I’m thankful for helpful people during travel.

From the BC Ferry Service employees, who helped us on and off and to comfortable seats to many public transit (Sky Train) workers who helped us find the next train, the right one.

We decided to do a ferry ride to the mainland and back, in one day. We went to check out Vancouver and meet up with my brother’s friend for lunch.

We did mostly traveling though, met another blind person on the bus and traveled part of our way with him, and yet I even got to walk into the water of the Pacific.

Even one of the fellow CFB members, also attending the convention, was a big help. He was around and free to go along with us, knew the city of Vancouver pretty well and had lots of practice riding those trains.

I’m thankful for delicious salads on my travels.

It was greens, seeds, cucumber, a sort of sweet vinaigrette, and the freshest little cherry tomatoes.

Mmm.

Last time I found a delicious salad like that, I was in Whitehorse, Yukon.

I’m thankful for those who came before.

We were able to travel on buses and trains independently, knowing our stop was coming up, all because of an automated announcement of streets. I take this sort of thing for granted, but it wasn’t always the case. There were people who demanded that service and had to fight for it.

I met the CFB treasurer, who was born in the UK, who wrote a book
The Politics of Blindness
and then I finally managed to read that book.

Here’s to the beauty of Canada’s west coast and to organization, to truly make a change.

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KETCHUP ON PANCAKES: Episode 11 – The Earth Tongue Wiggled (feat. Liam & Crystal of Wildlife Gardening) #Podcast #Family #Interview #EarthDay2018

ANNOUNCING: SPECIAL GUESTS!

After nearly two whole years and only ten episodes, we’ve managed to secure an interview with two of the coolest people on the planet. I need to work on my introduction skills a little bit, but these first guests won’t disappoint:

Episode 11-The Earth Tongue Wiggled (feat. Liam & Crystal of Wildlife Gardening)

Speaking of the planet…in this episode:

We speak with the owners of a landscaping and native plant business who truly love the natural world and all growing things.

We learn the story of Ketchup and his wild ways.

We hear of the love story which started with Rock, Paper, Fire.

We learn about the benefits of suet.

We learn what one must do to receive a singing telegram from a gnome, and much much more.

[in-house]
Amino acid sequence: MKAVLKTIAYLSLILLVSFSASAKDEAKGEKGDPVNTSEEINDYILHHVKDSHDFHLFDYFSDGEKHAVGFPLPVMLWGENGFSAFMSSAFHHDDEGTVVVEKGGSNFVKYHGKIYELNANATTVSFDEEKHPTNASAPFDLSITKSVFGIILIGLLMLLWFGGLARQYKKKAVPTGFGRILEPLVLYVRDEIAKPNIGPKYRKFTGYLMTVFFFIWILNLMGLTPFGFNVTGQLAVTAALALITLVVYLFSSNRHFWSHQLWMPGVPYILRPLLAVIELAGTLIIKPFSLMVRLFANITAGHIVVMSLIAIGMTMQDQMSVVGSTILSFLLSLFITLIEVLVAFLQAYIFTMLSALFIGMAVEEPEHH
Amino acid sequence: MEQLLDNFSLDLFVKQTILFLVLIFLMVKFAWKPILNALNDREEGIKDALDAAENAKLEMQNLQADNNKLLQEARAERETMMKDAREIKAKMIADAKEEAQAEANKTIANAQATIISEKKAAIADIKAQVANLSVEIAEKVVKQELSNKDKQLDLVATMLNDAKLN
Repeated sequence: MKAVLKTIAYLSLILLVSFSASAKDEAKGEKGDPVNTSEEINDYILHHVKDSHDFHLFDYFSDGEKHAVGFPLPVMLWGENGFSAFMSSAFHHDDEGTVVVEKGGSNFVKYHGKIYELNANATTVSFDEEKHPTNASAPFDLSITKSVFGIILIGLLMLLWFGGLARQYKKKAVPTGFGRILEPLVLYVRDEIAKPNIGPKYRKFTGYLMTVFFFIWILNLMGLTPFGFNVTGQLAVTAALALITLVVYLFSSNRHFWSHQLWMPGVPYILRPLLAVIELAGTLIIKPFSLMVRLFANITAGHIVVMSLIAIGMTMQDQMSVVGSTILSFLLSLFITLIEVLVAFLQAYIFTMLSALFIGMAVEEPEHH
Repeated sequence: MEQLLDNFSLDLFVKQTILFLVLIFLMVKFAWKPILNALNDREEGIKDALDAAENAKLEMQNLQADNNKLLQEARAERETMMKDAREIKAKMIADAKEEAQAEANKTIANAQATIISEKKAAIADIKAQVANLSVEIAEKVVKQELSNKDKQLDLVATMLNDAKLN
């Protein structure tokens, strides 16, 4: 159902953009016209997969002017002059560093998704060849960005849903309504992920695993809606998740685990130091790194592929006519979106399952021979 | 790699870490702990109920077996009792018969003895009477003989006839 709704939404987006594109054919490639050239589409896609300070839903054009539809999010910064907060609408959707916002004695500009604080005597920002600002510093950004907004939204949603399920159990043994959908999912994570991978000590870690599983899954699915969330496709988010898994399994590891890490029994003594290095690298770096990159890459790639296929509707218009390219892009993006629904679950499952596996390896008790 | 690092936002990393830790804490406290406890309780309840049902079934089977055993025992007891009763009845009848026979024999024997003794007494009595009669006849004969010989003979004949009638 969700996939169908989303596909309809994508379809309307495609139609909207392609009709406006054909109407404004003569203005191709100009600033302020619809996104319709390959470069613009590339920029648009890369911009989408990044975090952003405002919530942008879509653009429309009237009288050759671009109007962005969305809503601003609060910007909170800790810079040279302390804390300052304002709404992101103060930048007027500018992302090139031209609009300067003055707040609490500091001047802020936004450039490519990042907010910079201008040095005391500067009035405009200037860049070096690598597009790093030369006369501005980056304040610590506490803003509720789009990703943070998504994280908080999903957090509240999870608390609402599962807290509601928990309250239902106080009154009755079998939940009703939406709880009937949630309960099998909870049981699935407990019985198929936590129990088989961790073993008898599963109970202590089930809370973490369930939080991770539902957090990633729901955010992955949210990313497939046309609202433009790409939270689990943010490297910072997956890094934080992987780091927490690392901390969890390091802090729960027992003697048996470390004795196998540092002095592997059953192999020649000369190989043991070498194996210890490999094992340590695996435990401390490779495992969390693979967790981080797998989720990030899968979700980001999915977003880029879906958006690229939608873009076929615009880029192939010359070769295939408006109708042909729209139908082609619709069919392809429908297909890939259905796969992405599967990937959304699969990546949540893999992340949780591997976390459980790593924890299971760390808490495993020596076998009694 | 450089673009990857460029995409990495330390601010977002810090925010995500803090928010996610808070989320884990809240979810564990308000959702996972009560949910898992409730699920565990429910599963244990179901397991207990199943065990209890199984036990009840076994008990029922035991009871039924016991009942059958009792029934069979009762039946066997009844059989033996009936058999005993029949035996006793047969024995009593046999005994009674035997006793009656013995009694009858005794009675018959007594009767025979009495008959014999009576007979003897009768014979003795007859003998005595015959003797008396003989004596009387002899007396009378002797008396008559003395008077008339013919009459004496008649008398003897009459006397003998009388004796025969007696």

Check out this track (No Sunlight).

These two teach others about the importance of taking care of the environment, from daycare all the way up to seniors.

Wildlife Gardening

Their rule is simple: never make fun of someone else’s food, their music, or their laugh.

Trash Theatre

We could have talked with this couple for hours, but we stopped at two. May sound like a lot, but hit “play” and give this one a listen. I’m certain you will find them as delightful as I do.

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TToT: American Robin In Canadian Snow – Gnomes In The Shadows, #EarthDay #WorldBookDay #10Thankful

The snow was not quite all gone from the park; a little dingy bank of it yet lay under the pines of the harbor road, screened from the influence of April suns. It kept the harbor road muddy, and chilled the evening air. But grass was growing green in sheltered spots and Gilbert had found some pale, sweet arbutus in a hidden corner.

—ANNE OF THE ISLAND

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Canada comes together over tragic hockey team bus accidents one minute and we seem to be on the verge of splitting up, as a country because of oil and pipelines, the next. Okay, so I may be a bit dramatic here, but it’s how it all feels to me, in my more dramatic moments.

Now we’re, I hope, coming back together in support, as one, as the news of the van attack on a popular street in Toronto spread today, but who really knows.

I’m missing these, this exercise in gratitude, now and then lately, but I’m thankful still.

Ten Things of Thankful

It is World Book Day and I am thankful for books, old and new.

I got to visit the collection and exhibit of Lucy Maud Montgomery and I sat, for a long time, with an old journal she once wrote in, pasted photos and newspaper and magazine clips into.